What to get used to as a Creative Industries student

So you’re interested in Ryerson’s Creative Industries program? It’s a great program unique to Ryerson—it’s the first program of its kind in North America! If you’ve looked into this program, you definitely know that. That’s not the only thing you’ll get to know as a Creative Industries (CRI) student. As a second-year student, I haven’t been here that long, but I’ve learned that there are some things to get used to during your time in the program.

“Wait, what’s that?”

Since CRI is such a unique program, most people outside the Ryerson community aren’t sure what it entails. I actually wrote a blog post about it last fall in my first year. Whenever someone asks me what my program is, it’s always followed by the above question. I’m not even sure if my friends and family back home really know what my program is about. With each time you get asked this question (which will be often), you’ll be able to formulate a standard response.

Business

Once I got asked about how much business is actually in Creative Industries and my answer was “a lot.” You take all kinds of business courses throughout your four years, from management to accounting to entrepreneurship. Business is advertised as a main point of the program, and it definitely is. And yes, you’ll need to do some math.

“What’s your module?”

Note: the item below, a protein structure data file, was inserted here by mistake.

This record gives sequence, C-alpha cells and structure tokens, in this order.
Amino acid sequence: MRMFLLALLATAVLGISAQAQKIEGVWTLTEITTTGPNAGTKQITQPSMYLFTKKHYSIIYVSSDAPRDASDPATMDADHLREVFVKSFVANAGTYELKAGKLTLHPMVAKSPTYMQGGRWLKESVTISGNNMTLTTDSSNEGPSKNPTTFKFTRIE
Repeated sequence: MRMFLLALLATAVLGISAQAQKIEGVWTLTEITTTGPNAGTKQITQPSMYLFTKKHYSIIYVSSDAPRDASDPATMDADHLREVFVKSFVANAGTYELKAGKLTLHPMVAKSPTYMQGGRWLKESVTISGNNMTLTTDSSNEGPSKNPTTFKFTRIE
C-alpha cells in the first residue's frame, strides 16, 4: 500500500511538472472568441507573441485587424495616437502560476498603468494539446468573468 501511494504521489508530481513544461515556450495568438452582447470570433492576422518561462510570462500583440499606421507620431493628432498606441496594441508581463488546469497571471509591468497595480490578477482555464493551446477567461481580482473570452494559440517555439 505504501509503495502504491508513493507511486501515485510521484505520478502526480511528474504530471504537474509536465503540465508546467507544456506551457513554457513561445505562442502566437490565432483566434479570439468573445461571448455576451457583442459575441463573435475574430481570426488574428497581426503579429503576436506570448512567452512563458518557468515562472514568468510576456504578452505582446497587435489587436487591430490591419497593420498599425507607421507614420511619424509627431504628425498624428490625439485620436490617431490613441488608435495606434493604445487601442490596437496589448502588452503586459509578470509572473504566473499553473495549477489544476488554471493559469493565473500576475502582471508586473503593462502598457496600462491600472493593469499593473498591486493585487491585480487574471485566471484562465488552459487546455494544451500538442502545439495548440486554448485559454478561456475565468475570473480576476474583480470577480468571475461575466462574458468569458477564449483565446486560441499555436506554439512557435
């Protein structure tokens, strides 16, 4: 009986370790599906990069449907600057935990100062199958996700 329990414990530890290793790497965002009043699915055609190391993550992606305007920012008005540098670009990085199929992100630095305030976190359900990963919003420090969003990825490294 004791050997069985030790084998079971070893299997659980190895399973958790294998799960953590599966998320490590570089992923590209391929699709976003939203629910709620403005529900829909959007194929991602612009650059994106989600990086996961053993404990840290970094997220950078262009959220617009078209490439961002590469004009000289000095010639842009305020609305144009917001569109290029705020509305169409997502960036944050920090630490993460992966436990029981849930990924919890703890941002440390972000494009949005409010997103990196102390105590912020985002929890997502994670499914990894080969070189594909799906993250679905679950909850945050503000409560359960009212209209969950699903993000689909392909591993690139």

Whenever two or more CRI students meet, it is the law that the first question they ask each other is “what’s your module?” It isn’t actually law, but it happens so often that it may as well be. Especially during the first weeks of school, you’ll be asked this question a hundred times and you’ll ask it back just as many. It’s a good way to get to know your peers.

"what's your module" in sparkling text

Nicknames and merchandise with “CRI”

The short form for the Creative Industries program is “CRI”, which bears a large resemblance to the word “cry.” This has resulted in nicknames like “CRI babies,” merchandise that says “Don’t CRI” and features teardrops and drawings of people crying.  Designs are made by students so it’s a great way to either get creative and submit a design or support your peers!

“Networking”

I think it was my first-year CRI orientation day in August 2019 when I first heard the word “network” during my time in Creative Industries. And I have heard it at least once a week since then. Professors and upper-year students emphasize the importance of networking. Networking is also a term of importance that comes up in your first-year business classes, BSM 100. I’ll admit I have to work on my networking skills but I figured I have time, right?

Group work

In all of my core, mandatory Creative Industries classes, there has been at least one group project. Collaboration and teamwork is an important skill to have when working in Creative Industries. Group work is even more difficult to carry out in university than high school because no one has the same schedule and it’s more difficult to get to know your classmates. I had my first issue with group work on my second-ever day of university. My tip to you: create a group chat the moment the project starts.

A photo of four students working together on a project.

This is just the tip of the iceberg when it comes to what you get to know in Creative Industries. Don’t worry—you’ll be a pro in no time!

Related Posts
An image of Jenna standing in front of a dresser with a bamboo plant and books on it. She is holding a book while talking about it. In the foreground there is a ring light.